Andrew Scheer

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Andrew Scheer
Andrew Scheer in June 2017.jpg
Scheer in 2017
Shadow Minister for Infrastructure and Communities
Assumed office
September 8, 2020
LeaderErin O'Toole
Candice Bergen
ShadowingCatherine McKenna (2020–2021)
Dominic LeBlanc (2021–present)
Preceded byLuc Berthold
Leader of the Opposition
In office
May 27, 2017 – August 24, 2020
DeputyDenis Lebel
Lisa Raitt
Leona Alleslev
Preceded byRona Ambrose
Succeeded byErin O'Toole
Leader of the Conservative Party
In office
May 27, 2017 – August 24, 2020
DeputyDenis Lebel
Lisa Raitt
Leona Alleslev
Preceded byRona Ambrose (interim)
Succeeded byErin O'Toole
Opposition House Leader
In office
November 18, 2015 – September 13, 2016
LeaderRona Ambrose
Preceded byPeter Julian
Succeeded byCandice Bergen
35th Speaker of the House of Commons of Canada
In office
June 2, 2011 – December 3, 2015
MonarchElizabeth II
Governor GeneralDavid Johnston
Prime MinisterStephen Harper
DeputyDenise Savoie
Joe Comartin
Preceded byPeter Milliken
Succeeded byGeoff Regan
Deputy Speaker of the House of Commons
In office
November 21, 2008 – June 1, 2011
MonarchElizabeth II
Governor GeneralMichaëlle Jean
David Johnston
Prime MinisterStephen Harper
Preceded byBill Blaikie
Succeeded byDenise Savoie
Member of Parliament
for Regina—Qu'Appelle
Assumed office
June 28, 2004
Preceded byLorne Nystrom
Personal details
Born
Andrew James Scheer

(1979-05-20) May 20, 1979 (age 43)
Ottawa, Ontario, Canada
Citizenship
  • Canada
  • United States
Political party
Other political
affiliations
Saskatchewan Party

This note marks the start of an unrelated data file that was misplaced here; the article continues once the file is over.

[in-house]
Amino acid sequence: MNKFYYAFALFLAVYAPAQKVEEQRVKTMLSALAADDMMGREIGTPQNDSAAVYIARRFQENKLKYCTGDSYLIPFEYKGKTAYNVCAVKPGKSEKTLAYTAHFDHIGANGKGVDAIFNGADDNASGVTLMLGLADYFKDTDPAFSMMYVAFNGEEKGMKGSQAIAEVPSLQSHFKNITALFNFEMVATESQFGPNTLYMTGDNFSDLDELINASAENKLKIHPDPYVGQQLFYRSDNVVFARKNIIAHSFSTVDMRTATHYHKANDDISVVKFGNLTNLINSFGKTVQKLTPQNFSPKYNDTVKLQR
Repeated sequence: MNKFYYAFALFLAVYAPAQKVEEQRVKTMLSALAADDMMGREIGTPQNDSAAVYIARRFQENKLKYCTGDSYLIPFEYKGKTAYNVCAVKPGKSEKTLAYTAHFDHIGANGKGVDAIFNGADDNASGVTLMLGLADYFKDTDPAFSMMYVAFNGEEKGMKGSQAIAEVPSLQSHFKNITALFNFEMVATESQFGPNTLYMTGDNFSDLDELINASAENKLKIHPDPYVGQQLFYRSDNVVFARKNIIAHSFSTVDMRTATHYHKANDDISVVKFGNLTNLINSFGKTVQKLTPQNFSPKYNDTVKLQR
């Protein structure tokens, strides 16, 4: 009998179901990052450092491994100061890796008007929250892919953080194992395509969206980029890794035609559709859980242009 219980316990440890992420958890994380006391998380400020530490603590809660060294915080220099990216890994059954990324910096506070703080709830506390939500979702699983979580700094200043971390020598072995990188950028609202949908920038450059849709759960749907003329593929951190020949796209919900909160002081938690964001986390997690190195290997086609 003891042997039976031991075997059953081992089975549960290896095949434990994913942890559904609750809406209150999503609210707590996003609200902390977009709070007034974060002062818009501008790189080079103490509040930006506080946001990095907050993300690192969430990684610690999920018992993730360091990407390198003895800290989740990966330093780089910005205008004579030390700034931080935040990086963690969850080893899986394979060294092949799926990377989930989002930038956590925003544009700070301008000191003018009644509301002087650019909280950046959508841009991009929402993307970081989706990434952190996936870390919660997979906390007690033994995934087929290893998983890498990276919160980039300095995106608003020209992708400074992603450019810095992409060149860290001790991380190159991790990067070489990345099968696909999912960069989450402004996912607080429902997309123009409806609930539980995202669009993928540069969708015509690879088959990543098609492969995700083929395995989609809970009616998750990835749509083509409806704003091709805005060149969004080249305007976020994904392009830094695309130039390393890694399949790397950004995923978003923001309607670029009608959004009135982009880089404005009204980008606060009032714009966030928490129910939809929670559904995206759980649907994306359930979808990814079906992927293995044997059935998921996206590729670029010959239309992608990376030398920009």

Height6 ft 4 in (193 cm)
Spouse(s)
Jill Ryan
(m. 2003)
Children5
RelativesJon Ryan (brother-in-law)
Residence(s)Regina, Saskatchewan[1]
Stornoway (2017–2020)
EducationUniversity of Ottawa (BA)
Signature
WebsiteOfficial website

Andrew James Scheer PC MP (born May 20, 1979) is a Canadian politician who has served as the member of Parliament (MP) for Regina—Qu'Appelle since 2004. Scheer served as the 35th speaker of the House of Commons from 2011 to 2015, and was the leader of the Conservative Party and leader of the Official Opposition from 2017 to 2020.

Scheer earned a Bachelor of Arts (BA) in criminology, political science, and history. Elected to represent the Saskatchewan riding of Regina—Qu'Appelle at the age of 25, Scheer was re-elected in 2006, 2008, and 2011 before becoming House speaker at age 32, making him the youngest speaker in the chamber's history. He held the speaker role for the entirety of the 41st Canadian Parliament. Following the Conservatives' defeat in 2015, Scheer launched his campaign for the leadership of the Conservative Party, running under the slogan of "Real conservative. Real leader." On May 27, 2017, he was elected leader of the Conservative Party in an upset, narrowly defeating former cabinet minister Maxime Bernier.

Scheer has described himself as focused on economic development, fiscal restraint, and reducing inefficiencies in government. He is a staunch opponent of the federal carbon tax and favours the construction of several pipelines. In the 2019 federal election, the Conservatives under Scheer received a plurality of the popular vote and gained 26 seats, but remained the Official Opposition. On December 12, 2019, following weeks of criticism within the party for the unsuccessful campaign he ran, Scheer abruptly announced he would be resigning as party leader effective upon the election of a new one. The Conservative Party later confirmed that party money had been used to pay for private school tuition for Scheer's children, which is believed to be the main reason Scheer resigned. He was succeeded as leader on August 24, 2020 by former cabinet minister Erin O'Toole.